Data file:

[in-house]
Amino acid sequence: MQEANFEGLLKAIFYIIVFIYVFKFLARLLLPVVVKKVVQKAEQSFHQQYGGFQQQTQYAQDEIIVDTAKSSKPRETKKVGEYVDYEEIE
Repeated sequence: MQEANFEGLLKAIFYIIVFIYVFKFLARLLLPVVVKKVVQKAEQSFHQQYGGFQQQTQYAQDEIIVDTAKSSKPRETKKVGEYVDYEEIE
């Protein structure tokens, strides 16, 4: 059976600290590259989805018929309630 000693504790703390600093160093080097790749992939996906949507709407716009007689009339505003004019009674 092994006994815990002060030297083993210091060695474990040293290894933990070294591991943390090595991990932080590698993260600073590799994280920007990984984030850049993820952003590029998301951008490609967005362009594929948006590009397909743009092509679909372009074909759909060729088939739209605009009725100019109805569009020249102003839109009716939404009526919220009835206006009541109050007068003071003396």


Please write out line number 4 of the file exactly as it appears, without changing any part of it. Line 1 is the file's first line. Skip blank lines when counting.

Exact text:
């Protein structure tokens, strides 16, 4: 059976600290590259989805018929309630 000693504790703390600093160093080097790749992939996906949507709407716009007689009339505003004019009674 092994006994815990002060030297083993210091060695474990040293290894933990070294591991943390090595991990932080590698993260600073590799994280920007990984984030850049993820952003590029998301951008490609967005362009594929948006590009397909743009092509679909372009074909759909060729088939739209605009009725100019109805569009020249102003839109009716939404009526919220009835206006009541109050007068003071003396």